Friday, August 15, 2014

15 August 1914 - With the Irish Guards

Postmark: Arras, Pas de Calais, 15 August 1914

"Still travelling.  Hope dear you and Lucy are keeping well"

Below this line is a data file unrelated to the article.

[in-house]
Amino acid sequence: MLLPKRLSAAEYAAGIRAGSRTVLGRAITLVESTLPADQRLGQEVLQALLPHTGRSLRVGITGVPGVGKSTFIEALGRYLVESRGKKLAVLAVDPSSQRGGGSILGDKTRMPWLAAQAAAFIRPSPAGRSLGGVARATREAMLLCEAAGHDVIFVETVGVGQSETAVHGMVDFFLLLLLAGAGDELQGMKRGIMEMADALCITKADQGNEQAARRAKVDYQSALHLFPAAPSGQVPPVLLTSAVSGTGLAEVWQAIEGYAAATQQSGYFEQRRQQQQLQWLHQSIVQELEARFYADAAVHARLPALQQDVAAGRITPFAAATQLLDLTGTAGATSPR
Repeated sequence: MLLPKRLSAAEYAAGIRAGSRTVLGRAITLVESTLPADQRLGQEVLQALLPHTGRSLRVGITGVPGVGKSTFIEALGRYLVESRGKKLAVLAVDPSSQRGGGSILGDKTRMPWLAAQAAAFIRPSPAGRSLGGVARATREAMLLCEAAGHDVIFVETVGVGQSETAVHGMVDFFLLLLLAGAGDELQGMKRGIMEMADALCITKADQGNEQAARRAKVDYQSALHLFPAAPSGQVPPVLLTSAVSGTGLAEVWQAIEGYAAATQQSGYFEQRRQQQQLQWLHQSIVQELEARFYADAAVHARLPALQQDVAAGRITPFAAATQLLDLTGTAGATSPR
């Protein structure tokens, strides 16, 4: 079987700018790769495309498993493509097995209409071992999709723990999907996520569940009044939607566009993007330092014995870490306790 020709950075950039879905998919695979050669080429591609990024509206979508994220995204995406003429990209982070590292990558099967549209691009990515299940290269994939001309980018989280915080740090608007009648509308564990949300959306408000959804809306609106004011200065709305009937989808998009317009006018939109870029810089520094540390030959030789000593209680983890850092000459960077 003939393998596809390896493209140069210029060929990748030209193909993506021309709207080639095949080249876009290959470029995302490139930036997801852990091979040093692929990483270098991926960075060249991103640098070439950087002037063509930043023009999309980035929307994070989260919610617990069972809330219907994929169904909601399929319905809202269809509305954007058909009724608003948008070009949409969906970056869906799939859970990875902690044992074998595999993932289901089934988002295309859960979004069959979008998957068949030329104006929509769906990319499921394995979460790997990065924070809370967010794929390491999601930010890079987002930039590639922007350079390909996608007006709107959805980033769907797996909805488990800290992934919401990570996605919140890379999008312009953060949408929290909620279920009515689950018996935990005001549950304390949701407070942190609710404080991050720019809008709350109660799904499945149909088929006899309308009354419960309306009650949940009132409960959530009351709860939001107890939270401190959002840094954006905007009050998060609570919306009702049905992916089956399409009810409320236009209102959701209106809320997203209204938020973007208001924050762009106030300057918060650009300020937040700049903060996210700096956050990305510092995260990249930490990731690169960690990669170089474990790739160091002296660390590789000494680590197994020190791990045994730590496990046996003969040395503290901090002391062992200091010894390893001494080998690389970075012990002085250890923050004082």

"They reached Havre at 6 A.M. on August 13, a fiercely hot day...  Here they received an enthusiastic welcome from the French, and were first largely introduced to the wines of the country, for many maidens lined the steep road and offered bowls of drinks to the wearied.  Next day (August 14) men rested a little, looking at this strange, bright France with strange eyes, and bathed in the sea... At eleven o’clock they entrained at Havre Station under secret orders for the Front. The heat broke in a terrible thunderstorm that soaked the new uniforms. The crowded train travelled north all day, receiving great welcomes everywhere, but no one knowing what its destination might be. After more than seventeen hours’ slow progress by roads that were not revealed then or later, they halted at Wassigny, at a quarter to eleven on the night of August 15, and, unloading in hot darkness, bivouacked at a farm near the station."  (The Irish Guards in the Great War, Kipling)

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